Over 90% of letters published by the Gazette are from men. Why?

The Gazette is blessed among legal periodicals in having a vibrant – nay feisty – letters page. Next week’s issue is scheduled to carry no fewer than 13, encompassing a smorgasbord of subjects ranging from racism to sharia law, to Land Registry bureaucracy and the earnings of bathroom carpet-fitters (you’ll just have to read it).

From Carlisle to Bodmin, and way out west to Ynys Môn, readers are keen to engage with their professional magazine. And for that much thanks – compelling content reflected back at you and gratifying evidence of reader engagement for me.

Times have changed. Back when I joined the Gazette in 2007 the great majority of letters arrived by post – and were often comprised of fountain pen on pukka, watermarked writing paper.

Now almost all arrive by email. This may have something to do with rocketing postage costs attendant upon privatisation of Royal Mail, but is more likely a consequence of technological assimilation among solicitors.

One thing has stayed the same. I’d estimate that over 90% of letters published by the Gazette – including all 13 to appear on 31 March – are from men. Not because the editor is on some sort of covert mission to promote patriarchy, but rather because I get far fewer letters from women. And I can’t publish what I don’t receive.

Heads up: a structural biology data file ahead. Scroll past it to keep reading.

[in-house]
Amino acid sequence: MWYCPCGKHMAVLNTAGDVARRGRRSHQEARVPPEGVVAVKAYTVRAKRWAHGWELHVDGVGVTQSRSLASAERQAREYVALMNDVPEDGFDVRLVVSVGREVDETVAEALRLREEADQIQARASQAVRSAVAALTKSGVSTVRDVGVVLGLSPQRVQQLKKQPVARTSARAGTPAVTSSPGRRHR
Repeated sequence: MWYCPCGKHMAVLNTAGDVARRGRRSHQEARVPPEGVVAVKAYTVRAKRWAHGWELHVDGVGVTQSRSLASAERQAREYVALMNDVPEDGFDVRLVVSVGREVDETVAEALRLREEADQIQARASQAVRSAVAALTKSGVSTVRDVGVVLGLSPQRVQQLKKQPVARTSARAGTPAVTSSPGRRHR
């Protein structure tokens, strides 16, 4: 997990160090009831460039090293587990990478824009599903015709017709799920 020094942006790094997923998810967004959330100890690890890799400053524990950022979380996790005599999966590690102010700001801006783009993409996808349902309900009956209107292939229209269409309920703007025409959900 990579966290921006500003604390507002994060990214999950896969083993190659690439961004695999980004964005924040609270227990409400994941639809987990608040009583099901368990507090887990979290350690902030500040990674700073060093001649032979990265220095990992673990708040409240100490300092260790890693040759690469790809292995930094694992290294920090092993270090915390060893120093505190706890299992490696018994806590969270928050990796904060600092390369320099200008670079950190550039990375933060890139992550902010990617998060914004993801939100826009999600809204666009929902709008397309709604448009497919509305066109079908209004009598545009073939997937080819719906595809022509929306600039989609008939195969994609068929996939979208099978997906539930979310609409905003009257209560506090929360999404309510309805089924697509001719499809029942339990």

Why should this be? It’s not as if we bang on interminably about sports cars or cage-fighting (with apologies to any women readers interested in either).

There may be a clue in an article published last year by The Telegraph, which reported on the composition of The Lawyer’s ‘Hot 100’ list of the profession’s stars. Of 46 women featured, not one had put themselves forward.

The Telegraph’s reporter picked up on this and spoke to some of them. All said they didn’t think of themselves as ‘stars’ and didn’t need press coverage or an award to ‘credentialise’ their position in their various firms.

I don’t much like drawing the inference that women don’t care as much as men (or some men) about being seen and heard, even when some might argue that this is rather to their credit. But with approximate gender parity now a reality in the law (if not, notoriously, in its upper echelon), it is surely regrettable that the Gazette’s letters page is not more representative of its readership.

So can I encourage women solicitors, if not to ‘lean in’ (as Facebook COO Sheryl Sandberg would have it), then at least to write in. On crisp, watermarked paper, if so desired. 

Paul Rogerson is Gazette editor-in-chief